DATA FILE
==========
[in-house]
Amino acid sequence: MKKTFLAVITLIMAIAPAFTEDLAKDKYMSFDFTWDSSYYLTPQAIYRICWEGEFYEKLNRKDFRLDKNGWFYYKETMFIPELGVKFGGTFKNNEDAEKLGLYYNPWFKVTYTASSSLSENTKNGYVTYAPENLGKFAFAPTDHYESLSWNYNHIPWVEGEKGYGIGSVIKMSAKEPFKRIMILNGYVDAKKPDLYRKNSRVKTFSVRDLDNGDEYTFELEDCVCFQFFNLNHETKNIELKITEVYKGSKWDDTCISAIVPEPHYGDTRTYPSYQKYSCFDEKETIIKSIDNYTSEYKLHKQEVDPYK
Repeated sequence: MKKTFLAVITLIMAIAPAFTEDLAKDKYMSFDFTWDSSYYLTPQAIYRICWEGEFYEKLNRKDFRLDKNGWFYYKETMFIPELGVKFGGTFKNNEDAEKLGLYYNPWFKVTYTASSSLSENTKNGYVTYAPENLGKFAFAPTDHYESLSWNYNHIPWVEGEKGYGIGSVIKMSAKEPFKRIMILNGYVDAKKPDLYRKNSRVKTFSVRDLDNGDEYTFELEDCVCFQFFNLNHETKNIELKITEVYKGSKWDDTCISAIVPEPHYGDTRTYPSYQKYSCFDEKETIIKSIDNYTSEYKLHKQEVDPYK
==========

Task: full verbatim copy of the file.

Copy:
[in-house]
Amino acid sequence: MKKTFLAVITLIMAIAPAFTEDLAKDKYMSFDFTWDSSYYLTPQAIYRICWEGEFYEKLNRKDFRLDKNGWFYYKETMFIPELGVKFGGTFKNNEDAEKLGLYYNPWFKVTYTASSSLSENTKNGYVTYAPENLGKFAFAPTDHYESLSWNYNHIPWVEGEKGYGIGSVIKMSAKEPFKRIMILNGYVDAKKPDLYRKNSRVKTFSVRDLDNGDEYTFELEDCVCFQFFNLNHETKNIELKITEVYKGSKWDDTCISAIVPEPHYGDTRTYPSYQKYSCFDEKETIIKSIDNYTSEYKLHKQEVDPYK
Repeated sequence: MKKTFLAVITLIMAIAPAFTEDLAKDKYMSFDFTWDSSYYLTPQAIYRICWEGEFYEKLNRKDFRLDKNGWFYYKETMFIPELGVKFGGTFKNNEDAEKLGLYYNPWFKVTYTASSSLSENTKNGYVTYAPENLGKFAFAPTDHYESLSWNYNHIPWVEGEKGYGIGSVIKMSAKEPFKRIMILNGYVDAKKPDLYRKNSRVKTFSVRDLDNGDEYTFELEDCVCFQFFNLNHETKNIELKITEVYKGSKWDDTCISAIVPEPHYGDTRTYPSYQKYSCFDEKETIIKSIDNYTSEYKLHKQEVDPYK